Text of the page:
Glin Bridge had an aura of invincibility in ‘match’ races – he comfortably accounted for Streaky Sheila (670m, Hove), Dancing Dolores (640m, Walthamstow) and Lizzies Girl (730m, White City) – and he was solely responsible for a record crowd at Rochester when thrashing Spats and Burnley in a well-publicised three-cornered event over 650 metres in a new track record.
Although a notch shy of the Ballyregan Bob class, Glin Bridge was the supreme six-bend champion of his era and he won the 1975 Spring Cup (660m, Wimbledon), 1975 Regency (695m, Hove), 1975 Gold Cup (655m, Wembley) and 1976 Ladbroke Golden Jacket (660m, Harringay).
Bonzo was a fantastic servant to the kennel in the mid-1970s and he reached a multitude of big-race finals, including the 1975 Cesarewitch, 1976 Cesarewitch, 1976 Grand Prix, 1977 Longcross Cup, 1977 Ladbroke Golden Jacket and 1977 BBC TV Trophy.
Fittingly, Bonzo climaxed a great career at the top level when he dethroned reigning champion Westmead Champ after a memorable buckle in the 1977 Regency final over 670 metres at Hove.
Bonzo’s retirement in 1977 coincided with the arrival at Curtis’ kennels of one of the best marathon performers to have graced the sport during the past four decades, namely Langford Dacoit.
BONZO: An outstanding performer at the highest level for the George Curtis during three unforgettable seasons in 1975-1976-1977.
Hove 725m track record holder Langford Dacoit electrified open-race fans with big-race wins in the 1978 Chingford Marathon (820m, Walthamstow), 1978 Key (868m, Wimbledon) and Harringay Marathon (830m, Harringay).
Wired To Moon, one of the fastest middle-distance greyhounds of his generation, kept Curtis firmly in the spotlight when landing the 1977 Scurry Gold Cup at Slough.
In 1980 Maplehurst Star proved a real flag-bearer for Curtis when landing the finals of the Inaugural Stakes (490m, Wembley), Take Your Place/Tyrean Stakes (500m, Hove) and Sussex Cup (500m, Hove).
The following year Upland Tiger was purchased by big-spending John Houlihan, and the sky looked the limit for the January ’79 son of Free Speech-Bresheen when he clocked a sizzling 29.06sec for the 500-metre course in graded company on only his second start.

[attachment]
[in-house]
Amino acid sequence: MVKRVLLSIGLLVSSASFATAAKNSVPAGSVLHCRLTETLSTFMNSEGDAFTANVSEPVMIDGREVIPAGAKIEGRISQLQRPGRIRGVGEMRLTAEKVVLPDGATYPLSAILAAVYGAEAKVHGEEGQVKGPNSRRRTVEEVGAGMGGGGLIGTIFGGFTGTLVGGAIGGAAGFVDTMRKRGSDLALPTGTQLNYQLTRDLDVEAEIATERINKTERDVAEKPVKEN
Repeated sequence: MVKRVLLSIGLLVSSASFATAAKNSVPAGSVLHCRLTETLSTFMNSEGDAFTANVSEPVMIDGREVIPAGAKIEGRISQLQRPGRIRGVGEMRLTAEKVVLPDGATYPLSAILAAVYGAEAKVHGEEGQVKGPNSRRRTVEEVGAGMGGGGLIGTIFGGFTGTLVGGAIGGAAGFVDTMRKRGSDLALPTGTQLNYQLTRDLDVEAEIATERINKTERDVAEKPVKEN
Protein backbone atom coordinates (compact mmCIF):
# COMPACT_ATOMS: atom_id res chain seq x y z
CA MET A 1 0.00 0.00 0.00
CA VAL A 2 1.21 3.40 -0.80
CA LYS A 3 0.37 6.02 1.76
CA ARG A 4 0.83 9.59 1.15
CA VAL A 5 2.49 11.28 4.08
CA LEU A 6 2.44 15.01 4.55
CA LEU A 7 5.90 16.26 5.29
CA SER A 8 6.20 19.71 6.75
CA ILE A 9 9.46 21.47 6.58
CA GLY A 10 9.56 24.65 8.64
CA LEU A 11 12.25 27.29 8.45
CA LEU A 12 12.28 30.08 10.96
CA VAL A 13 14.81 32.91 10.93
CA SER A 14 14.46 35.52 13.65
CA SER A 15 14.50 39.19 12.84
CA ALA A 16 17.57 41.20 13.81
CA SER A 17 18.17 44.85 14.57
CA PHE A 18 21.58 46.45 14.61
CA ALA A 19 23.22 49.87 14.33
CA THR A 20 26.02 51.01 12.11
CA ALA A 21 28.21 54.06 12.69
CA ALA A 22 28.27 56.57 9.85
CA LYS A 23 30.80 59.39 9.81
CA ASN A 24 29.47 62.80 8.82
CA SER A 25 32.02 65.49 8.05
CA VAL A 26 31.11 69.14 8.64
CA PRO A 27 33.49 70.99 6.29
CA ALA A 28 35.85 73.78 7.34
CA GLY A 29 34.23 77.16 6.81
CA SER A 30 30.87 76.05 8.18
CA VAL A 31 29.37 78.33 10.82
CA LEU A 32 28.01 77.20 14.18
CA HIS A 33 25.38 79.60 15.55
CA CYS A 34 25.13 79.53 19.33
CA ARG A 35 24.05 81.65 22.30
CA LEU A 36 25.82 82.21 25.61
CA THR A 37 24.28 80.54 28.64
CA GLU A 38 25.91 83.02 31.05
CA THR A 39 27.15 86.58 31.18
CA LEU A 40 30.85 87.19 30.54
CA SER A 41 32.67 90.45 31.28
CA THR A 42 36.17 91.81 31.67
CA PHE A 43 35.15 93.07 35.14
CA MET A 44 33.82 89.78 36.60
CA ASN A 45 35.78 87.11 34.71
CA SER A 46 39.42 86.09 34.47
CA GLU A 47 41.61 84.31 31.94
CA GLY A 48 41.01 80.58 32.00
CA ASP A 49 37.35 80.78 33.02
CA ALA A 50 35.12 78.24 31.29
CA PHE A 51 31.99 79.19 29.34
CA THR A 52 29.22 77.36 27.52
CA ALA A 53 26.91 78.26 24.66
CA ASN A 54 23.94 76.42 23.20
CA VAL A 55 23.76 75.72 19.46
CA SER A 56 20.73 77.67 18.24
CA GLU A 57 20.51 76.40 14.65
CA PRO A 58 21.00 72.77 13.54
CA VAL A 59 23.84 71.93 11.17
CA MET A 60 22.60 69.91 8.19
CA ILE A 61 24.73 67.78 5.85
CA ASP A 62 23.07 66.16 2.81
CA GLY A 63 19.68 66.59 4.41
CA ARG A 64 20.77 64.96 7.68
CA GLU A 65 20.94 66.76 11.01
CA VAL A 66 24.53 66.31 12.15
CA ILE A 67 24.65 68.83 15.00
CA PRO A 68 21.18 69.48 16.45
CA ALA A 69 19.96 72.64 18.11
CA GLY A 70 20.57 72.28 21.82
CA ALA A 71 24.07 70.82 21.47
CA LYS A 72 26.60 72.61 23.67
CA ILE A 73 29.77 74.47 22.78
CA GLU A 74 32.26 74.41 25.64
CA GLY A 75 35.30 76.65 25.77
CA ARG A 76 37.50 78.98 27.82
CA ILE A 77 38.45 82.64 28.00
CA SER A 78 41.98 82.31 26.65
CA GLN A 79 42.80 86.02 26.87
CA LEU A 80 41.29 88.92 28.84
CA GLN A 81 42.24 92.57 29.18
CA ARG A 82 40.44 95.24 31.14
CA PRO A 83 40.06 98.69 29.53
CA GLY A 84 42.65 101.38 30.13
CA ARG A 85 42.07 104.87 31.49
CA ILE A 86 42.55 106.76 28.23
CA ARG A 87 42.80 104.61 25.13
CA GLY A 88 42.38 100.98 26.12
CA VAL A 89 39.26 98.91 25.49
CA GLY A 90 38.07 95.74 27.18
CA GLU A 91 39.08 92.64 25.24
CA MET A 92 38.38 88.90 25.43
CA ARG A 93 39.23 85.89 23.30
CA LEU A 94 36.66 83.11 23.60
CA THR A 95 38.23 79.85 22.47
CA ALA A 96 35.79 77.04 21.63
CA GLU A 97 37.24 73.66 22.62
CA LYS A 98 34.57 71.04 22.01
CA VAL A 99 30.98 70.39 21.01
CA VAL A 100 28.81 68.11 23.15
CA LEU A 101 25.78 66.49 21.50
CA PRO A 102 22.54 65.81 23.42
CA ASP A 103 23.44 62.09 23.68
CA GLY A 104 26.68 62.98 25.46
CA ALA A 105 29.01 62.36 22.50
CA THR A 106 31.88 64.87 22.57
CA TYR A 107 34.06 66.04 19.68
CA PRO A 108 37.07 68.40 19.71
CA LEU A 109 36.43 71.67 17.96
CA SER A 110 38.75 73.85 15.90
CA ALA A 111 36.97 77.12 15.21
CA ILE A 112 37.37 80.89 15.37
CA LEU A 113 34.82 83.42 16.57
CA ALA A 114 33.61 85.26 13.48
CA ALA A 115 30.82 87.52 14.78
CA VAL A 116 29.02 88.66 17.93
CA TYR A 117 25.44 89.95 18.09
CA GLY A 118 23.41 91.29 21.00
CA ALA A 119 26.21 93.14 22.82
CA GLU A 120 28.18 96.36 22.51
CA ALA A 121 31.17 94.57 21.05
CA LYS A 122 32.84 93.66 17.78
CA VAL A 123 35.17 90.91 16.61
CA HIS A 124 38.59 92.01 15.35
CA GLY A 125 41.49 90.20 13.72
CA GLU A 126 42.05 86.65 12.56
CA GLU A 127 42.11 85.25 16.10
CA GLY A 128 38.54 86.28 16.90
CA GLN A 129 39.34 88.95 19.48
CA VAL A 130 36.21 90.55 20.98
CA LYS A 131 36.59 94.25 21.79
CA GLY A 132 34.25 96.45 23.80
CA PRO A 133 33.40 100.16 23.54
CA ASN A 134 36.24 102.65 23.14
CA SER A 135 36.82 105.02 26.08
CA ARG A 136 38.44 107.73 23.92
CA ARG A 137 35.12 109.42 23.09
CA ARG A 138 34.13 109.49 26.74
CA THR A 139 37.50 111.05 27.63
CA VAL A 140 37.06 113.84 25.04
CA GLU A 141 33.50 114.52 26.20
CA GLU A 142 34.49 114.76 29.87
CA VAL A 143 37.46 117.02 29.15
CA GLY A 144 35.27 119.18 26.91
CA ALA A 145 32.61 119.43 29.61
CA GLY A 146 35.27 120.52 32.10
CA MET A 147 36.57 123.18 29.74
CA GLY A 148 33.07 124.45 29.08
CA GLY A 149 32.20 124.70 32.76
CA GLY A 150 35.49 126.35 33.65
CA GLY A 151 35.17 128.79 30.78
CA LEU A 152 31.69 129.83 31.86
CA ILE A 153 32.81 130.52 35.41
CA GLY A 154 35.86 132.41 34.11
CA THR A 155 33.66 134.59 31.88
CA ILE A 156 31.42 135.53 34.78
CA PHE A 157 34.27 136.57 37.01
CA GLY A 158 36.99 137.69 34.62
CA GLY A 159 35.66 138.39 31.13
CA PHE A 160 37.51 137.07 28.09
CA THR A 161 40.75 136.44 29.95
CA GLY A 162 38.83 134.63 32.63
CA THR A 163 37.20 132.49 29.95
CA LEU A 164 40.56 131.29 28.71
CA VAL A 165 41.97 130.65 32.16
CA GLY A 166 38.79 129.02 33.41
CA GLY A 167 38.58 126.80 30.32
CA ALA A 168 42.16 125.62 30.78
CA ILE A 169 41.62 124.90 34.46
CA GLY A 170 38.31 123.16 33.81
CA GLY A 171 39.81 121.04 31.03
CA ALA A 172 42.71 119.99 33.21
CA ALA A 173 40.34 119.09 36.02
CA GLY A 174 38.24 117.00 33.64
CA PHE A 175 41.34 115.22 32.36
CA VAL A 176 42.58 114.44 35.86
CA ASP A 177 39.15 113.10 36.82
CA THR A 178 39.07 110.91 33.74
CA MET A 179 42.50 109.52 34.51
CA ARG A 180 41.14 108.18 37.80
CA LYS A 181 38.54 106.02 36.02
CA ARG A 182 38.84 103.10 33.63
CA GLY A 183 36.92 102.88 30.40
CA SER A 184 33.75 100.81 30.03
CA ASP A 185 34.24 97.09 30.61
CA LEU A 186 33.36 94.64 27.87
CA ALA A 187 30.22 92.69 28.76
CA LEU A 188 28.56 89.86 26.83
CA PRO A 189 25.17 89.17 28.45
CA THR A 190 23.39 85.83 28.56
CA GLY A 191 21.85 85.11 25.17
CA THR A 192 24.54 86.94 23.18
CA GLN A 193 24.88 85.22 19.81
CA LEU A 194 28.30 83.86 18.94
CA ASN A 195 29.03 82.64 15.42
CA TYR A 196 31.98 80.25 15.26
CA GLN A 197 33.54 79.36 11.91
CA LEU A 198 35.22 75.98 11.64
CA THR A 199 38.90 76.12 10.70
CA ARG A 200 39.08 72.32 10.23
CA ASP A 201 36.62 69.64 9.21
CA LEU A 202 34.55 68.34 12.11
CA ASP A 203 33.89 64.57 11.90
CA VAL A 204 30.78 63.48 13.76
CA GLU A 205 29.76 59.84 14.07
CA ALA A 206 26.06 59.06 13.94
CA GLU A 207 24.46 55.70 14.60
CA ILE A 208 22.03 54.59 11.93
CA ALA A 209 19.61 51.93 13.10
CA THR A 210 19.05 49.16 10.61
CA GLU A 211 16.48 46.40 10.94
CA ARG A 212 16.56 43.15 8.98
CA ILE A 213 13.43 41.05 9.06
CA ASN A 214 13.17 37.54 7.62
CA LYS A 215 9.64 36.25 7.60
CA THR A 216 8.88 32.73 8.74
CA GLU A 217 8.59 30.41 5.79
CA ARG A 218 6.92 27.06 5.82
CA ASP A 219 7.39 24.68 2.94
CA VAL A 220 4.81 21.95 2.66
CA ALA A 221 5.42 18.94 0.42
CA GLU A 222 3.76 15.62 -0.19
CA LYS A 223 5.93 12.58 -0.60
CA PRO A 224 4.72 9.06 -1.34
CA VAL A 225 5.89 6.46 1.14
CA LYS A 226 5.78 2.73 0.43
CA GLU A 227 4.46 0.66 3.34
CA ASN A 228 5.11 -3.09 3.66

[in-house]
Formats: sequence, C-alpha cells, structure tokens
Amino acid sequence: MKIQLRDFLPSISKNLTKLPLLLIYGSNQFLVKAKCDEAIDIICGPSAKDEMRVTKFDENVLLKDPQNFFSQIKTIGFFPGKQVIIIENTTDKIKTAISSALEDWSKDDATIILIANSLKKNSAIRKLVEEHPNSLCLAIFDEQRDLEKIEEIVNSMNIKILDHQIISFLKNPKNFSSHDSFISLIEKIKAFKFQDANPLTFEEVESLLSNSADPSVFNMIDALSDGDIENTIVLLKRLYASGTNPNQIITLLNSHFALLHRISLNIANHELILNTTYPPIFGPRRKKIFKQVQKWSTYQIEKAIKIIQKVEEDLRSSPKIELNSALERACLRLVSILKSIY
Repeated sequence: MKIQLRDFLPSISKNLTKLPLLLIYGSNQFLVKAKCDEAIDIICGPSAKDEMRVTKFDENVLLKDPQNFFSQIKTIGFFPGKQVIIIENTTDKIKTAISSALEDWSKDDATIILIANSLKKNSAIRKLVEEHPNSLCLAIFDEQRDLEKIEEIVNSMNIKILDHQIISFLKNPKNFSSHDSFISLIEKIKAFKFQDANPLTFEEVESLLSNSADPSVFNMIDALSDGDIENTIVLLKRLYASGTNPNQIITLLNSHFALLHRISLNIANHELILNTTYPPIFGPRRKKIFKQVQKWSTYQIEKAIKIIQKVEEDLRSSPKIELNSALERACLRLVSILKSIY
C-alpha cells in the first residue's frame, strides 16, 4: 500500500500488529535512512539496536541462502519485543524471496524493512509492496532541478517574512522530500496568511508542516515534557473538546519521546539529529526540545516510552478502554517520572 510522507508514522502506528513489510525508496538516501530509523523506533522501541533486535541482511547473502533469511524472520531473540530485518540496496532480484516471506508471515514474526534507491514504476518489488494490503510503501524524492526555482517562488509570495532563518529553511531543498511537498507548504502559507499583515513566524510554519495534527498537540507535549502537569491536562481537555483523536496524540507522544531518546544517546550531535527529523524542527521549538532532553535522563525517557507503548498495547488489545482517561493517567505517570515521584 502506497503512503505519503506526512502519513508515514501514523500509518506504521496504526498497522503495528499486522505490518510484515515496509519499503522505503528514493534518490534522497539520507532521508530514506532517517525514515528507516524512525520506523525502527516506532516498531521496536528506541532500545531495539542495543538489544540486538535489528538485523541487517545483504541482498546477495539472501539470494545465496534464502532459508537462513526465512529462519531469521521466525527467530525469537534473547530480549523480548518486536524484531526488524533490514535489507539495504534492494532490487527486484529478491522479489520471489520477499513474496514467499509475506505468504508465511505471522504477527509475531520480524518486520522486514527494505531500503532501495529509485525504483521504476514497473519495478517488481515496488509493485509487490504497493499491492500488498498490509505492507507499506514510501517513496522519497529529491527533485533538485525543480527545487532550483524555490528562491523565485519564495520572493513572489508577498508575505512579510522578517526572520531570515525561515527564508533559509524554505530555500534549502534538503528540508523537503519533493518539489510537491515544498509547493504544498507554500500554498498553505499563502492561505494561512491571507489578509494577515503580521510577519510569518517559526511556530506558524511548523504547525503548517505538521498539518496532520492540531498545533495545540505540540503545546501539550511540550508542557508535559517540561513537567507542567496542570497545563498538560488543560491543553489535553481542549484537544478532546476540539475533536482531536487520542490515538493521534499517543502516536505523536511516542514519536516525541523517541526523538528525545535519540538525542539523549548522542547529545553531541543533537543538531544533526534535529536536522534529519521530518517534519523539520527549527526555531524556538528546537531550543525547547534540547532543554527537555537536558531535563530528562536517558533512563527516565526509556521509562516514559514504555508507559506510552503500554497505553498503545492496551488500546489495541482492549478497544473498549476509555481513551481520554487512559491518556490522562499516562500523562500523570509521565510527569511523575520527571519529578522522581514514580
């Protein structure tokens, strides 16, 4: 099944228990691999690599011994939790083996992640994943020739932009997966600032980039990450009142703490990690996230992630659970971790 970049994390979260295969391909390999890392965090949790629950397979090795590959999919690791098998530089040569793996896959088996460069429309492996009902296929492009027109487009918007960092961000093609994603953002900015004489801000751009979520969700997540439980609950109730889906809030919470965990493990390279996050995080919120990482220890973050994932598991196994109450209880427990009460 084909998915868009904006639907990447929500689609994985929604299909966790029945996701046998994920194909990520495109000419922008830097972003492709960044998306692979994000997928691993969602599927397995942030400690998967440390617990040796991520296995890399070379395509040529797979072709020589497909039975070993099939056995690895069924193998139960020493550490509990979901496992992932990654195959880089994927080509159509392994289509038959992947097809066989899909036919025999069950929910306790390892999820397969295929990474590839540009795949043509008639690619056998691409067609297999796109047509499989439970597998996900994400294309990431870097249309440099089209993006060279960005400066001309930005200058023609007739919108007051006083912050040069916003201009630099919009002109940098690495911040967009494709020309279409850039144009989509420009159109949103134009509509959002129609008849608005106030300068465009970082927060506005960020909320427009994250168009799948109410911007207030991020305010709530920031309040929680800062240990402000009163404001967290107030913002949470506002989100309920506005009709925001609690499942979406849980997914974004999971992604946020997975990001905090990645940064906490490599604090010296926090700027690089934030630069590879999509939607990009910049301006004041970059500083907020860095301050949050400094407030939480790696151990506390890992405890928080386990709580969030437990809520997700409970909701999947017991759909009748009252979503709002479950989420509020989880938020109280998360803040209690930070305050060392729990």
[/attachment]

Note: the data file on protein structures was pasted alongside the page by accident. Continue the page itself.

He confirmed the promise with runaway wins in the 47th International (460m, Wimbledon), Sporting Life Juvenile Championship (460m, Wimbledon), Pedigree Petfoods Championship (500m, White City) and Harris Carpet Stakes (460m, Wimbledon).
UPLAND TIGER: The brilliant winner of the 1980 Sporting Life Juvenile Championship (460 metres) atWimbledon was installed the ante-post favourite for the 1981 Greyhound Derby at White City.
However, Upland Tiger failed by a whisker to peg back Echo Spark in the 1981 Laurels decider over 460 metres at Wimbledon and the heartbreaking narrow defeat was cited by Curtis as the biggest disappointment of his training career.
Upland Tiger, one of the unluckiest greyhounds of his generation not to win a classic, won 14 of his 25 starts in this country, was the ante-post favourite for the 1982 Greyhound Derby at White City and eventually stood alongside Glin Bridge at June Saxby’s Henfield kennels.
UPLAND TIGER: the top juvenile of his generation and ante-post favourite for the 1982 Greyhound Derby at White City.
The early-eighties coincided with two key factors in why Curtis enhanced his reputation as the finest trainer in the land – he acquired Bill Masters as head man and a breeding academy developed by Jane Hicks came to a wonderful fruition.
Masters, who trained Ballarue Minx to win the 1994 St Leger at Wembley, eventually succeeded Curtis when he became a fully-fledged trainer in his own right in January, 1987.
Hicks bred a litter that included the incomparable Yankee Express, who eventually rewrote the history books when winning the Scurry Gold Cup (1982-84) at Slough for three consecutive years and was undisputedly the most successful four-bend greyhound Curtis handled on the open-race circuit.